When Ollie met Lizzy - An interview with our first volunteer OT - Embrace Ability
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When Ollie met Lizzy – An interview with our first volunteer OT

When Ollie met Lizzy – An interview with our first volunteer OT

This last month has seen some of the greatest leaps forward that EmbraceAbility has made to date. I landed in Phnom Penh on the 21st of August to the familiar buzz of one of my favourite cities on planet Earth. I should be used to making this trip by now, but this time it felt different. I was emboldened by my purpose, I was anxious to finally see our work in action – I was excited to be coming to work!

With the arrival of Lizzy, our first volunteer occupational therapist in Phnom Penh, it was time to put our strategy into practice. After nearly 2 years of diligent research, refinement, fundraising, paperwork, late nights and early mornings, we welcomed our new team member into an established and blossoming Community Outreach Programme.

The essential precursor to all of EmbraceAbility’s future work in Phnom Penh, our Community Outreach Programme identities children with disabilities on Koh Dach Island, with volunteer therapists working with their families on essential therapies to improve quality of life. The programme is also making a start on community training workshops and mentorship. Beginning with the training of local teachers in disability care, we aim to retain more children with disabilities in classrooms with their peers. Working closely with our partner organisation, Khemara, we hope to re-introduce children with disabilities into an inclusive classroom where their needs can be met and a basic education achieved.

With only one volunteer on the ground, the team in Phnom Penh is small for now. Lizzy, our Project Coordinator, Amara, and I have been working tirelessly to make sure our services are everything they can be.

Last night, I sat down with Lizzy to discuss her experience with EmbraceAbility so far:

Hi Lizzy! Tell our readers a little about yourself.

Hi Ollie! Well I’m an Occupational Therapist from Tunbridge Wells. I work for social services when I’m home, and I’ve practicing for 5 years.

What were your first impressions of Phnom Penh?

To me, it is a beautiful city of extremes. The rich and poor live so close to one another. You’ll be walking down a street and see a huge high-rise, glass-fronted building, and not far away you will see dilapidated housing.

What is your favourite local food?

Fried banana! I love a fried banana! I haven’t branched out to fried tarantula or crickets just yet, but there’s plenty of time to try the local delicacies!

What is your favourite Khmer word?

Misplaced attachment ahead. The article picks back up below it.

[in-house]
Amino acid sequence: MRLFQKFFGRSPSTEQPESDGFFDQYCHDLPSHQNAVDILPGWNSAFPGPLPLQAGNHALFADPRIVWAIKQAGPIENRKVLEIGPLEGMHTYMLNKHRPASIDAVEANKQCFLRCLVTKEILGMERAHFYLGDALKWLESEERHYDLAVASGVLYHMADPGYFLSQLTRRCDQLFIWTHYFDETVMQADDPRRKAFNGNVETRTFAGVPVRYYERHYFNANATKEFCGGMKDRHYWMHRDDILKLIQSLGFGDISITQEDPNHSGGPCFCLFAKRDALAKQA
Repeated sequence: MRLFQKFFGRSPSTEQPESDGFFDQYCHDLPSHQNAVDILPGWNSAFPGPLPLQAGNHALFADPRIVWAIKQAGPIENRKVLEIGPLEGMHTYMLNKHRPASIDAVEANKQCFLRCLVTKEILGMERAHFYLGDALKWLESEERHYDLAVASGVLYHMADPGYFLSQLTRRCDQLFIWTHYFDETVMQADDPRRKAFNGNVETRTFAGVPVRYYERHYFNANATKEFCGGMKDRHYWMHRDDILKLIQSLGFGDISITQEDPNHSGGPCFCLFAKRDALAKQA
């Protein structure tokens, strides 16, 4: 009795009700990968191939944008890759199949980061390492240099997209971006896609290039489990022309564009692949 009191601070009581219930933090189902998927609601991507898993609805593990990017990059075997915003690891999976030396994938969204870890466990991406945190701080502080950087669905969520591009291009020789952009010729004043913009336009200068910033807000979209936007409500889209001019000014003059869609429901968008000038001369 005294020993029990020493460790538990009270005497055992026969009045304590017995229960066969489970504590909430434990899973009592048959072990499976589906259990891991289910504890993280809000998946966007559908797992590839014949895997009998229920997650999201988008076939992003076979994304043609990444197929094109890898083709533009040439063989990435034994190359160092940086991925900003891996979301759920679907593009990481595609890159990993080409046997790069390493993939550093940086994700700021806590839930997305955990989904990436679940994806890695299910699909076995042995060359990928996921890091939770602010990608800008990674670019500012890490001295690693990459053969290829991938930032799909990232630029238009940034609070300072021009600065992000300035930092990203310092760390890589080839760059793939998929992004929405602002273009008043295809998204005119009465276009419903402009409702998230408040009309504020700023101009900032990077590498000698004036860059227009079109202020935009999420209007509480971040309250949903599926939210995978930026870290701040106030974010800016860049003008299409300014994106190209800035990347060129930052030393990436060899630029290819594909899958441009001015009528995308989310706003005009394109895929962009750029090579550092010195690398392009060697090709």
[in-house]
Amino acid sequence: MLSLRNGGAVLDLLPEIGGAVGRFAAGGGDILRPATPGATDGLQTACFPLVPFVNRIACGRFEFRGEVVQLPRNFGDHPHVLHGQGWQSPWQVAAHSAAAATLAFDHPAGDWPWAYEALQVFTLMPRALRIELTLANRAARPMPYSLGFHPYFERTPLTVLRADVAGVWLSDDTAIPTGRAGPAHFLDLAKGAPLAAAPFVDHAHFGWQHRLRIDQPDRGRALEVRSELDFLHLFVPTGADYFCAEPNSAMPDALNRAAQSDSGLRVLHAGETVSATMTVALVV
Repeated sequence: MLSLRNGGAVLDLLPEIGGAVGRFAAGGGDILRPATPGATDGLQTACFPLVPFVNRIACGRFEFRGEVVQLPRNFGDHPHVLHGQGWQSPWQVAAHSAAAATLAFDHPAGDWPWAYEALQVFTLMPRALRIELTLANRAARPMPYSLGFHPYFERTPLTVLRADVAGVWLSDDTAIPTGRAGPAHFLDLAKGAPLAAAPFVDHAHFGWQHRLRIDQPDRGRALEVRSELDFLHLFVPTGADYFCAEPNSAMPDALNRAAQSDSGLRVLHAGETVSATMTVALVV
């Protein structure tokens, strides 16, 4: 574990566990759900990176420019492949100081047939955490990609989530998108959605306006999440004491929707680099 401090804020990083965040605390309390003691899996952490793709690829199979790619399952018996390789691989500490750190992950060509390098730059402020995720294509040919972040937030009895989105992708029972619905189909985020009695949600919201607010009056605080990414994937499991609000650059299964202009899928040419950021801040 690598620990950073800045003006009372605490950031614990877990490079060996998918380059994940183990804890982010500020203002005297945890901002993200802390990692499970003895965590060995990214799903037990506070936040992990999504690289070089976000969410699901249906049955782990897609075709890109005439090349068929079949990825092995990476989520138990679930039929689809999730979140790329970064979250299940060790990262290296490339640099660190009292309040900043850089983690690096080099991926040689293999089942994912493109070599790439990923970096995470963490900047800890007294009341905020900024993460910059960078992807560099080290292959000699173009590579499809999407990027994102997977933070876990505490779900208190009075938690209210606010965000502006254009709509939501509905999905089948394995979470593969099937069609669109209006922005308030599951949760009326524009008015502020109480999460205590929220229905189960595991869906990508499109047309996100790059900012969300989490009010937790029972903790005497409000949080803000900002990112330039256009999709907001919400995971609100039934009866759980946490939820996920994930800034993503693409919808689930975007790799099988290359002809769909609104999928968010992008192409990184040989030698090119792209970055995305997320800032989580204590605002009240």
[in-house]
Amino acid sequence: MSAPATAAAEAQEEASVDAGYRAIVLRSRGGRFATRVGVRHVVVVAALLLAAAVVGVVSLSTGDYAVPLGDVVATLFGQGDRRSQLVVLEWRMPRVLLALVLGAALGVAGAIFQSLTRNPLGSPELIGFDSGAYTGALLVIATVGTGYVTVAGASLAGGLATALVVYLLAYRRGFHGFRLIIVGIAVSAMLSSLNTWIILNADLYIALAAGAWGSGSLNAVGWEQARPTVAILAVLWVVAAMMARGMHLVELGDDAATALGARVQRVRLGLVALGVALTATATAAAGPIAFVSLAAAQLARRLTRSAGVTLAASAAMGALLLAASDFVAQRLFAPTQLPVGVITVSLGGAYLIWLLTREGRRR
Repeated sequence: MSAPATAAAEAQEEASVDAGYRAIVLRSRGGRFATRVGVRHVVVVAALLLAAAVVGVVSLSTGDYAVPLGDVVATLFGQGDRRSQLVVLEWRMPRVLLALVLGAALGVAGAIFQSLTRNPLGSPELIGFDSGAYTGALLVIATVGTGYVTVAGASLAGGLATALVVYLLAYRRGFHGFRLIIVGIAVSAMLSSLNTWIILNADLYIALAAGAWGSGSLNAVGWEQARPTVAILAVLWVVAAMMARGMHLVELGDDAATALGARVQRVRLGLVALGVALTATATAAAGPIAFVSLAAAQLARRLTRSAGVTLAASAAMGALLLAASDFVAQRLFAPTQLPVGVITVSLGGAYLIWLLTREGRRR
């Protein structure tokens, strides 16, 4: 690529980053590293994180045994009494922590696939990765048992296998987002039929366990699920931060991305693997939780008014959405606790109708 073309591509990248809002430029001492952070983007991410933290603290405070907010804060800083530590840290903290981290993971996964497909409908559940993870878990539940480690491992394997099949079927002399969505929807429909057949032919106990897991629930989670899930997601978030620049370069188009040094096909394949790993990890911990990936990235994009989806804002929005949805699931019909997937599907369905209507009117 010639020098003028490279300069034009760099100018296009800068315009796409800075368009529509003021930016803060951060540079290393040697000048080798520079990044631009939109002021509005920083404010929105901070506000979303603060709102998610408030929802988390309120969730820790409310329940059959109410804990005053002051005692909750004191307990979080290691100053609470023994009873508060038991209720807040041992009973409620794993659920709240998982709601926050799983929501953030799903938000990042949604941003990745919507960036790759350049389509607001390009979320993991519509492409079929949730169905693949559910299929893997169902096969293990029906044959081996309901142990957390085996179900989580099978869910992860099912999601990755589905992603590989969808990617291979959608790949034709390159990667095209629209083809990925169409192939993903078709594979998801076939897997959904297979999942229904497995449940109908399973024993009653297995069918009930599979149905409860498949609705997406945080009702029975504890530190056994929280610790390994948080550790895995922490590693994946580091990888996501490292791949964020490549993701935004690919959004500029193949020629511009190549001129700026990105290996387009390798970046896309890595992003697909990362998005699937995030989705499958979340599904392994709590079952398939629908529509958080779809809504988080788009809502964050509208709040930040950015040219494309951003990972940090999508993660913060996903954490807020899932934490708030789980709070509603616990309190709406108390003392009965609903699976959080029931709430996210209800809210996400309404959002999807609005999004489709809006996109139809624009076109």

(Long pause…) Oh dear. I’m not a linguist. My favourite word so far is ‘suasdey!’ This means hello in Khmer.

How important is it to raise the profile of disability care and Occupational Therapy in Cambodia?

It’s extremely important. This is an issue that has gone below the radar for too long. The importance of tailored therapy, from a range of disciplines, is crucial to improving quality of life and facilitating the inclusion of people with disabilities in society.

How do you feel your skills translate to the EmbraceAbility model of sustainability?

I am very passionate about equipping families with the skills to meet a child’s needs and support a child to develop without being so heavily reliant on therapists all the time. There’s often a concern, here and at home, that therapy will only be completed if somebody visits every week or everyday. The worry is that families won’t work on developing a child’s skills without the supervision of a therapist and the effects will be short-term and unsustainable. What I hope to do is encourage, negotiate, and explain to families ways in which therapy can be done with family at its heart. This will allow them to make the changes necessary to enhance the life of a child with disabilities and family life as a whole in the long-term. This is the EmbraceAbility model, and this is my model.

What has been your biggest challenge so far?

There are times where I have felt a bit out of my depth with my skill-set and my knowledge. But I feel this is important. We should all be honest about our limitations. When I need help, I seek out those that can help me in Phnom Penh’s rehabilitation and NGO community. Everyone has been very friendly so far!

Funny you said that! My next question was – What has been your experience of the development community in Phnom Penh?

There’s so much good work being done! We went to a very well attended Conference for a Multidisciplinary Approach to Rehabilitation on Wednesday last week. There are skills, time and resources being applied to issues of disability which is great to see. But everybody needs to keep sustainability at the heart of their efforts. All services must be tailored to empowering local services. International NGOs need to help local services to develop the skills and resources necessary to continue effective work after their departure.

What is your main goal for the coming months?

A huge goal for me is to be able to support children into education and for the teachers to feel that they can meet the needs of the children. Often disabilities can appear intimidating to a teacher or carer who is not educated on the condition or trained in the appropriate skills. I want to help teachers to feel comfortable and break down those barriers. I have met so many children who are very motivated to go to school and frustrated that they can’t. The classroom is an important place for us to demonstrate inclusivity.

That’s all for now Lizzy! It’s a pleasure having you here and thank you for all your hard work so far.

Thanks Ollie!

 

Keep an eye on our social media to follow the rest of Lizzy’s journey with EmbraceAbility.

 

By Oliver King, Director of Advocacy